It’s the kind of one-step-forward, one-step-back approach that caused Mark Gatiss to say recently that the universe of Doctor Who was “essentially middle-class”. Out of all the new series writers, though, it’s Gatiss who’s the most provocative and interesting on the class question. After The Unquiet Dead – which received some backlash when its story of aliens posing as helpless refugees in order to stage an invasion was read as anti-immigrant – he wrote The Idiot’s Lantern, whose tale of a plummy-voiced alien exploiting then devouring working-class bigots would be seen as almost too on-the-nose had it aired in 2016 rather than 2006. He created a straightforwardly heroic portrait of the pro-Empire Prime Minister Winston Churchill in Victory of the Daleks, and followed it up with Night Terrors, an episode set entirely in a run-down inner-city flat.
These complexities might be seen as unconscious if he didn’t close off his Doctor Who writing career with The Empress of Mars, a purposeful examination of his own soft spot for Empire-era adventure stories. The Empress of Mars is an Edgar Rice Burroughs homage full of rousing derring-do, but it also ends with its villains – who the title reminds us are also aristocratic imperialists– being peacefully absorbed into an interplanetary union which Pertwee-era stories had used as a metaphor for the EU. It also benefits from the companion being Pearl Mackie’s Bill, a working-class black lesbian who immediately recognizes the Victorian soldiers’ exploitation of the Ice Warriors for what it is: slavery.
So is the key to Doctor Who’s class consciousness its companions? You might argue, after all, that the Doctor’s class identity is irrelevant because the Doctor belongs to no society, but the companions do. It’s not always that simple, though. A lot of classic series companions are lost or stranded somewhere – Vicki, Turlough, Ace – which means our best shot at understanding their social context comes when they get back home, or at least when something motivates them to leave. Often it’s love, but companions like Susan, Steven and Nyssa leave when they find a cause greater than simply travelling with the Doctor.
By the time the series was revived, consensus had it that the second type of ending was preferable. Susan staying to help rebuild a Dalek-ravaged Earth felt like a worthy ending; Leela running off to get married did not. New series companions like Martha and Clara leave to pursue their own destinies, and the Sarah Jane Adventures even allowed for classic series companions to get a more proactive ending than they originally enjoyed. Sarah Jane Smith herself had already been seen adventuring without the Doctor, but her spin-off series revealed Tegan Jovanka to be working as an Aboriginal land rights lawyer, and a script left unfilmed at the time of Elizabeth Sladen’s death re-introduced Ace as an Anita Roddick-style charity entrepreneur.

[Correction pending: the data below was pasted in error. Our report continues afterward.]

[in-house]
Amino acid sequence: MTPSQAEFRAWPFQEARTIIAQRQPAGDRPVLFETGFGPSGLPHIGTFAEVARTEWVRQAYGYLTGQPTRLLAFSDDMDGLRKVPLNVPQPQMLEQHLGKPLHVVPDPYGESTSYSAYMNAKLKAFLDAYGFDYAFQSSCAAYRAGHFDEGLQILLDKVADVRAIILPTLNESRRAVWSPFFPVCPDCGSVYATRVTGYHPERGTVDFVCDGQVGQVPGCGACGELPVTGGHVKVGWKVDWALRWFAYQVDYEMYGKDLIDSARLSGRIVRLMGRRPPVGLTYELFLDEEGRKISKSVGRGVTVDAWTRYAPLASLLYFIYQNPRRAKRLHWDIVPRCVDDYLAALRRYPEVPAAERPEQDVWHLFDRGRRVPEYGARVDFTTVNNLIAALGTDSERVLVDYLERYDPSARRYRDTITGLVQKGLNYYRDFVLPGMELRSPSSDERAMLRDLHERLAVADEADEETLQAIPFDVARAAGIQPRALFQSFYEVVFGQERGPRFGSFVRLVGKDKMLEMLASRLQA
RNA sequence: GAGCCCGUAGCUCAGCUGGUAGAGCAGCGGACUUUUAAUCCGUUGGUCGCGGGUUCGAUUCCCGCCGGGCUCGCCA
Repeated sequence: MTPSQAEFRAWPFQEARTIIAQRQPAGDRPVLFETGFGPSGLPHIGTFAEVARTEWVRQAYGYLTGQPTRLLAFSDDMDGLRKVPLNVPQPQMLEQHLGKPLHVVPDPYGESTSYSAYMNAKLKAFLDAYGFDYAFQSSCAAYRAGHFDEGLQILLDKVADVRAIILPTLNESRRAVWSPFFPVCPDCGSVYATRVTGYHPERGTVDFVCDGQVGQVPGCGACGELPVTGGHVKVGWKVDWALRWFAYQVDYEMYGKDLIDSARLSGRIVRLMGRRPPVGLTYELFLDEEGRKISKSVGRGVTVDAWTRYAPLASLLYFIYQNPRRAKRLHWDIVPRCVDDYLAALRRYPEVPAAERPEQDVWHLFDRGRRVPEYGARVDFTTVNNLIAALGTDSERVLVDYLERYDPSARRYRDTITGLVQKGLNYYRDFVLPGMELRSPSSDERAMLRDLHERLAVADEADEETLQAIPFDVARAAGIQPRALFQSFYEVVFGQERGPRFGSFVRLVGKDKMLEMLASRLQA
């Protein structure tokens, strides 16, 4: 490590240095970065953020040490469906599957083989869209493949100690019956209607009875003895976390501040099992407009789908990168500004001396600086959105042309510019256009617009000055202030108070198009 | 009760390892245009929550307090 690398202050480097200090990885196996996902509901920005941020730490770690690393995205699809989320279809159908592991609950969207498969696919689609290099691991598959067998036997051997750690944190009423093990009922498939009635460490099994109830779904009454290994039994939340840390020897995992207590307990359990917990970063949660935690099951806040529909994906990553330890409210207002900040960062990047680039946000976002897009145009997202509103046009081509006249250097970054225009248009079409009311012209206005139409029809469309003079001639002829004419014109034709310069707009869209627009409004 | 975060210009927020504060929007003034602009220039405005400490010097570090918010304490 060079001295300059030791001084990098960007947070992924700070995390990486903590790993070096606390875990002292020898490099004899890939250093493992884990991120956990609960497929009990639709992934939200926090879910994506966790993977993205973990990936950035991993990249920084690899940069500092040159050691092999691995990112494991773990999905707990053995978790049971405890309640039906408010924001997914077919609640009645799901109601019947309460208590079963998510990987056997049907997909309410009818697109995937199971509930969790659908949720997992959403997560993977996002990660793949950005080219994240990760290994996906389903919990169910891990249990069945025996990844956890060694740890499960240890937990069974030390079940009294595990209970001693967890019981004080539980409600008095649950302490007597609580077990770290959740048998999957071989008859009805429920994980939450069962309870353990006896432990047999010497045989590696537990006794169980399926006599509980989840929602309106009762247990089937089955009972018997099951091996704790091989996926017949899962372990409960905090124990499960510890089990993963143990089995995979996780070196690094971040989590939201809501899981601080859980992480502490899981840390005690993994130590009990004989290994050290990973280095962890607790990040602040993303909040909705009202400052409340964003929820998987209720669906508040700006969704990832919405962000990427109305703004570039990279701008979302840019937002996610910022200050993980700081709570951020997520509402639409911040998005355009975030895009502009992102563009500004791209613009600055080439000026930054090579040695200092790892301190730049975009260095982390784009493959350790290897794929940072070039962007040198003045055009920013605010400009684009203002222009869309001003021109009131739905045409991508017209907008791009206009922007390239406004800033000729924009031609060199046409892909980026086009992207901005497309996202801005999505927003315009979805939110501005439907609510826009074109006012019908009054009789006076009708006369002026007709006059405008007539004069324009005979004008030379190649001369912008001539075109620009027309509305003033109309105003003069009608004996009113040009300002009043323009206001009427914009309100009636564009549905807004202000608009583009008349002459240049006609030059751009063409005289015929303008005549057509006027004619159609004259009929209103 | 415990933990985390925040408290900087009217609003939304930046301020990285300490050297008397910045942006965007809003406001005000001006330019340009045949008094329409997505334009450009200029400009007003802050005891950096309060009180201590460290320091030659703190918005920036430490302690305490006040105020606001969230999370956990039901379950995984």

There are classic series companions who come from some kind of fantasy proletariat – Leela – and ones who come from some fantasy elite – Romana – but, prior to Rose, Ace was the one who was most clearly tied to a contemporary real-world social class. Her history of juvenile delinquency and time in and out of social care was addressed, but both actress Sophie Aldred and the writing staff were frustrated that 1980s Doctor Who was forbidden from entering territory the new show regularly explores. Ace’s bisexuality was relegated to the subtext, and the BBC’s insistence on a ‘proper’ accent made her dialogue occasionally absurd – the sublime Remembrance of the Daleks has her decry an informant as a “dirty, stinking graaahs”.
So does the new series, with its eclectic jumble of accents and races, represent a more egalitarian version of the show, a flowering of the ideals the Seventh Doctor’s writers were trying to push past an obstructionist BBC? Or has it simply replaced one set of working-class stereotypes with another? And if the companions represent the ordinary British citizen, what does that make the Doctor? Find out in part two.